In his predictions for 2014, Google chairman Eric Schmidt boldly states “mobile has won“. For a man who has made some fairly ambitious predictions in the past, pundits regarded this prediction as fairly tame, perhaps even self-evident.
Yet lurking beneath this bland platitude is an emerging paradigm change. Let’s look at what we know about “mobile” technology. We know that feature phones, smartphones, and tablets are all lumped together under the broad rubric of mobile. Look closer though. According to industry analyst Craig Moffett, about 80% of tablets sold are WiFi-only devices. Of the remaining 20% about half of those are never activated and about half of the people who activate their mobile subscriptions end up cancelling them. That would make 1 in 20 tablets a “mobile” device.
When it comes to smartphones, we know that the bulk of smartphone data travels over WiFi networks. It varies from country to country but across a range of countries that figure is about 75%. That is an astounding percentage for a “mobile” device. New hybrid service providers like Republic Wireless in the United States are beginning to push back against this conventional wisdom. In a recent article, Republic CEO, David Morken held up their flagship Motorola Moto X smartphone, and declared, “This is a Wi-Fi device.” That is a pretty big statement but it is reflective of just how successful WiFi has become. If you read this blog, this will be old news to you. It’s a drum I bang often. “Mobile” devices and mobile networks are not the same thing although the mobile network operators would love you to think so.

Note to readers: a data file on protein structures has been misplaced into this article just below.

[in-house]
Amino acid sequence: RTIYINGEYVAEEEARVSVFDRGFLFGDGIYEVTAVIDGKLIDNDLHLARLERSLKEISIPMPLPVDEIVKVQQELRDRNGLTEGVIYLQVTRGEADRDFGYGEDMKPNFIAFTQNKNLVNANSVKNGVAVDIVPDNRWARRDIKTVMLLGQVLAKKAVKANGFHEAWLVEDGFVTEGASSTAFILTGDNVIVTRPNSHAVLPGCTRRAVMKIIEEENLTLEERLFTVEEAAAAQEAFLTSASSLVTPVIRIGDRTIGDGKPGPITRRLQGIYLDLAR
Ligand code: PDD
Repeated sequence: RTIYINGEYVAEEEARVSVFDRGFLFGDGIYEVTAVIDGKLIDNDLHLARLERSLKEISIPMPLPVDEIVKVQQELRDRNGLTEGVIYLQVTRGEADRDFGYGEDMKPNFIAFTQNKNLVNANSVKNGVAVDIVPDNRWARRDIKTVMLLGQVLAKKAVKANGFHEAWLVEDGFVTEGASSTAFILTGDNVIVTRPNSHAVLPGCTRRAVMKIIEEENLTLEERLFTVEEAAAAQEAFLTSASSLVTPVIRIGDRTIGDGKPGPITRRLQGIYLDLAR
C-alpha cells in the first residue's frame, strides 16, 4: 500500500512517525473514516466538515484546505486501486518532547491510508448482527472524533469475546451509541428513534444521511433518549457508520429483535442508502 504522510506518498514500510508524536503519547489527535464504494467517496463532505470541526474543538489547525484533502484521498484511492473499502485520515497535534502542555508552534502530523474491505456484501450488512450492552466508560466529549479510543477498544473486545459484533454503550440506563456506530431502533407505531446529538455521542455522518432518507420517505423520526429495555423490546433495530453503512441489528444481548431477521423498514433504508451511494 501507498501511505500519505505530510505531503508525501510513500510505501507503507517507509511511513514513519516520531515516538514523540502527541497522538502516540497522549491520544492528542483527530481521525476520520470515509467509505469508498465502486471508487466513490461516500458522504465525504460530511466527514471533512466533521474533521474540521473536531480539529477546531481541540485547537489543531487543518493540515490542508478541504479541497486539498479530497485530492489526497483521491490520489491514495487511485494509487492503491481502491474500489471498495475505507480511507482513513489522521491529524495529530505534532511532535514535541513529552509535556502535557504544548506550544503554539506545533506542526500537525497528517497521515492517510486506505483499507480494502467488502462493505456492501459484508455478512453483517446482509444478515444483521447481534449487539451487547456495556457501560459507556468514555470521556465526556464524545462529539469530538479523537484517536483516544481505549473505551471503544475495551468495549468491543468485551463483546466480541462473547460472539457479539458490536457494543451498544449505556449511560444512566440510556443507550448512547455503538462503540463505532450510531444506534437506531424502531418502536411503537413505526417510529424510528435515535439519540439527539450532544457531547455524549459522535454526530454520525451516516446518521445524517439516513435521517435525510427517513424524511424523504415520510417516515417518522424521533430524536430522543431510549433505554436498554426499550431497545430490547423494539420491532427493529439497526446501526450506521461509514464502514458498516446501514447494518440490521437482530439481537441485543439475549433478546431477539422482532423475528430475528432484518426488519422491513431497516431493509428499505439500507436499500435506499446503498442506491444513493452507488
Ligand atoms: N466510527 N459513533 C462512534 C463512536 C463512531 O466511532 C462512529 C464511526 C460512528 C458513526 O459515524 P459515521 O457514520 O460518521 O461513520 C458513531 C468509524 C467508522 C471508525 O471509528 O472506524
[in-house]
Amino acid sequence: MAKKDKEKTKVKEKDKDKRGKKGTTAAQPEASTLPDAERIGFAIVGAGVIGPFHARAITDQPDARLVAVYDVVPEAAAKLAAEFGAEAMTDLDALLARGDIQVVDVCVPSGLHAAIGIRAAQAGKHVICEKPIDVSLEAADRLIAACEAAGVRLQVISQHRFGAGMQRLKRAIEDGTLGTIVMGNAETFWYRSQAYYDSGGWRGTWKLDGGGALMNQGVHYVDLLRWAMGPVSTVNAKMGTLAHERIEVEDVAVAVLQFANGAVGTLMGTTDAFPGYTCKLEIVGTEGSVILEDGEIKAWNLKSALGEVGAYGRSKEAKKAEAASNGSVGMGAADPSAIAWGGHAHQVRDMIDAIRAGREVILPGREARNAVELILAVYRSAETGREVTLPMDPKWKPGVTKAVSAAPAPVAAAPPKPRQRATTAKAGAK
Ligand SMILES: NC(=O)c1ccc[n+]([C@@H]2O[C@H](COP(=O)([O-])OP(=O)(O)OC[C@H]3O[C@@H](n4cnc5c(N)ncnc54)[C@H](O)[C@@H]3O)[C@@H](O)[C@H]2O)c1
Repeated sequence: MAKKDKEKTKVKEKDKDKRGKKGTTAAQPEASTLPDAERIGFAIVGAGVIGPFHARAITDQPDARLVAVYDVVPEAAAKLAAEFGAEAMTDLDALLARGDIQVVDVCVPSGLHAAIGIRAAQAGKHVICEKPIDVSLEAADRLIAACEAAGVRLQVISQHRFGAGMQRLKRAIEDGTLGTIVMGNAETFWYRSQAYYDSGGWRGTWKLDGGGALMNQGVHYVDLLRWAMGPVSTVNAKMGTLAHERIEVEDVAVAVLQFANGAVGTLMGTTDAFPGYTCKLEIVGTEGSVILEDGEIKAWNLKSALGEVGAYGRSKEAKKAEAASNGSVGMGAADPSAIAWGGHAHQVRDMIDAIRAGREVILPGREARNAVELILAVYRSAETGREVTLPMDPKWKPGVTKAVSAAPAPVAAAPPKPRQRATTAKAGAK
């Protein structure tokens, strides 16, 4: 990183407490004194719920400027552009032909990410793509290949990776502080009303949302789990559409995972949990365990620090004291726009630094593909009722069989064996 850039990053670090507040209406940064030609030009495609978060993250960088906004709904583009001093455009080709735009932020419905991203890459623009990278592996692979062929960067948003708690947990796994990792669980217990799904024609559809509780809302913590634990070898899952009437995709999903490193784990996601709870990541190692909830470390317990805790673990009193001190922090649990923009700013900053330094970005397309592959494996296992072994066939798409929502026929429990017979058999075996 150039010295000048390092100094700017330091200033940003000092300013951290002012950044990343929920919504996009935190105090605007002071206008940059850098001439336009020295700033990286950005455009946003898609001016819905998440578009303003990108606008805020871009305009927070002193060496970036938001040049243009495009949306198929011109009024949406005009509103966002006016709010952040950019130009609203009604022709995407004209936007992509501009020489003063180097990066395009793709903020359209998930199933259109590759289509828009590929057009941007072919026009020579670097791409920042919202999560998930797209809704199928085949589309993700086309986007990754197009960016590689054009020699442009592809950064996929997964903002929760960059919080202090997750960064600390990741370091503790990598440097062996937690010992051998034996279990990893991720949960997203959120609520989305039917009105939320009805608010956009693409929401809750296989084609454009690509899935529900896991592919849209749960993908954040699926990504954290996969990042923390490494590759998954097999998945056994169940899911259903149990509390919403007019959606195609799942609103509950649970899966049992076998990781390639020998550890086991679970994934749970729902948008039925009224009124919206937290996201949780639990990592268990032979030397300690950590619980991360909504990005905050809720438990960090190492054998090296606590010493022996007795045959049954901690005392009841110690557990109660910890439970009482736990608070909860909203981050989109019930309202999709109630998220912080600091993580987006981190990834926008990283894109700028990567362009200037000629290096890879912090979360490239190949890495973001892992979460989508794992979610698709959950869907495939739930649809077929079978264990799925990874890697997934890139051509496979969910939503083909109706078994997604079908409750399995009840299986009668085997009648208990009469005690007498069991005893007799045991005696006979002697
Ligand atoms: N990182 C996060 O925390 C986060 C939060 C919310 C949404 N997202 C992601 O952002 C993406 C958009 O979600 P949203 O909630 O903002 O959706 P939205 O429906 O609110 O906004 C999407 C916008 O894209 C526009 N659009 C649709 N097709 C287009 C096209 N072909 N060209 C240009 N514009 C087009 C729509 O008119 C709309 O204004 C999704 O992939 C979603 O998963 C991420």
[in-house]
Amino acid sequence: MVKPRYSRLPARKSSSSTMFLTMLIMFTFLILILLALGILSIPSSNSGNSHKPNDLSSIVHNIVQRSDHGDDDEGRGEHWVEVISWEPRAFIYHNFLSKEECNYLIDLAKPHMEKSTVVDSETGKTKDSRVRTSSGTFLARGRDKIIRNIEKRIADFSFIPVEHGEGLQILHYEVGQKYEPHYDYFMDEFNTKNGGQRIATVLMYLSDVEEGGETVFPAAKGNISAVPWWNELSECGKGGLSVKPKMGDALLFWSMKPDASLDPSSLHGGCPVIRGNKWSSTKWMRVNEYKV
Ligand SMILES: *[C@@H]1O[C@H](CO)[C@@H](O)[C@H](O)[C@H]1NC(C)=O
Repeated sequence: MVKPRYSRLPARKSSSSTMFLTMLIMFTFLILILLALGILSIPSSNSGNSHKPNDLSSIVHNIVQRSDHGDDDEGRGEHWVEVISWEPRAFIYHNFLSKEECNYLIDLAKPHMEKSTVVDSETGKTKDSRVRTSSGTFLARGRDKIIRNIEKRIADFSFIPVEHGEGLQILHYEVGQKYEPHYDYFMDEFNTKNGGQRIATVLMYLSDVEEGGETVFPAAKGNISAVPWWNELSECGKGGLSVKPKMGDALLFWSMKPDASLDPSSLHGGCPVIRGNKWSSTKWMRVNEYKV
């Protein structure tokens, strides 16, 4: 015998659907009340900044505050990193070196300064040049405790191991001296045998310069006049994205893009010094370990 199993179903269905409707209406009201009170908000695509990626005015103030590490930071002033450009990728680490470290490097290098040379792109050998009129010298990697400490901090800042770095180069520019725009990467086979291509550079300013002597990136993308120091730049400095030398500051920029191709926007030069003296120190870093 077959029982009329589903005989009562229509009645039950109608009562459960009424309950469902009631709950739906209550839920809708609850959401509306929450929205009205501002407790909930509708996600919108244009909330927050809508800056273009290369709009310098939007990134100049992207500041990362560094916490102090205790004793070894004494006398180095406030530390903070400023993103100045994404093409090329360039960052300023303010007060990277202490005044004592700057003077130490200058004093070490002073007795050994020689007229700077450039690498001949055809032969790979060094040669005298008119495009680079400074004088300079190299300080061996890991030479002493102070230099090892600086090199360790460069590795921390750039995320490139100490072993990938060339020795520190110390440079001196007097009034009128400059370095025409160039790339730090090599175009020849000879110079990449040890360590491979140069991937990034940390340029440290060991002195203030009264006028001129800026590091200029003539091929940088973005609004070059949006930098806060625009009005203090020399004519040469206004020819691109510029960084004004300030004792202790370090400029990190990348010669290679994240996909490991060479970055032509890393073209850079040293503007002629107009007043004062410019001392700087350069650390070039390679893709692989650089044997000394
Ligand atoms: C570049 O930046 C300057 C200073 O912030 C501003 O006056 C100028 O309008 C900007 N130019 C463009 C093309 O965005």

So when I saw this pronouncement from Eric Schmidt, I was reminded of Inigo Montoya in the The Princess Bride who finally could not resisting questioning criminal mastermind Vezzini’s use of the word “inconceivable”. “You keep using that word, I do not think it means what you think it means.”
Does all of that add up to a paradigm shift? Perhaps not on its own. WiFi has become a ubiquitous last-inch technology capable of providing access anywhere people congregate, homes, workplaces, cafes, hotels, airports, you name it. But that is only part of the picture. Connectivity has to get to the WiFi hotspot. And that is where we can see the beginning of a real paradigm shift. When mobile networks first grew, they had to do it all. They had to build the base-stations, build the backhaul to the base-stations, and provide the handsets. The growth of national and metro fibre networks is changing all that.
As fibre networks become more pervasive and WiFi technologies (whites spaces technologies too) continue to improve in performance and to become more widespread, they have the potential to offer a complete “mobile” experience on a smartphone or tablet without resorting to mobile networks except when users are in transit between destinations. It increasingly possible to disaggregate the chain of access to the Internet and introduce more competition at every level of access.
The extent to which fibre infrastructure and unlicensed wireless will be a game changer in terms of access in African countries will depend on the leadership in policy and regulatory environments. The combination of Open Access backbones, metropolitan fibre networks, and unlicensed wireless has the potential to level the playing field in terms of affordable access forcing mobile operators to adapt faster to remain competitive. Now, wouldn’t that be a good thing?